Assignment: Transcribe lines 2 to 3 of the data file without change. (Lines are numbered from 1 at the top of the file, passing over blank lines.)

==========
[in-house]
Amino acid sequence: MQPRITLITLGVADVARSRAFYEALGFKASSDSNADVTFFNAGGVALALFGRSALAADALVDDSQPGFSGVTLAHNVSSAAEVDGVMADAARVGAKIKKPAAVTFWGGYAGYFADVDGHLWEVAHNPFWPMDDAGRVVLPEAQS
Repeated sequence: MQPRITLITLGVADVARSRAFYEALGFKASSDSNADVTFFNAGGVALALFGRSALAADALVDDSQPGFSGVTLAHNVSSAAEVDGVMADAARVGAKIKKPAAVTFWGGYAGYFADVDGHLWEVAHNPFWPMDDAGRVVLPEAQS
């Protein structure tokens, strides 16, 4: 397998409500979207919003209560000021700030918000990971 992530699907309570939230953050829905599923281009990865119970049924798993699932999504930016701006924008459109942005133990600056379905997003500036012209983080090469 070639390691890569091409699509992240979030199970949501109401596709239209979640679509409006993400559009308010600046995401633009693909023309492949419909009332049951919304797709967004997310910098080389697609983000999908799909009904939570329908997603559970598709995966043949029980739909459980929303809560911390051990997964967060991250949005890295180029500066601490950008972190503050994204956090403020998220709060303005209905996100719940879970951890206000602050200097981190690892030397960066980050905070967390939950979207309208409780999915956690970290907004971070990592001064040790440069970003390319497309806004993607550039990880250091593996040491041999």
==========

Amino acid sequence: MQPRITLITLGVADVARSRAFYEALGFKASSDSNADVTFFNAGGVALALFGRSALAADALVDDSQPGFSGVTLAHNVSSAAEVDGVMADAARVGAKIKKPAAVTFWGGYAGYFADVDGHLWEVAHNPFWPMDDAGRVVLPEAQS
Repeated sequence: MQPRITLITLGVADVARSRAFYEALGFKASSDSNADVTFFNAGGVALALFGRSALAADALVDDSQPGFSGVTLAHNVSSAAEVDGVMADAARVGAKIKKPAAVTFWGGYAGYFADVDGHLWEVAHNPFWPMDDAGRVVLPEAQS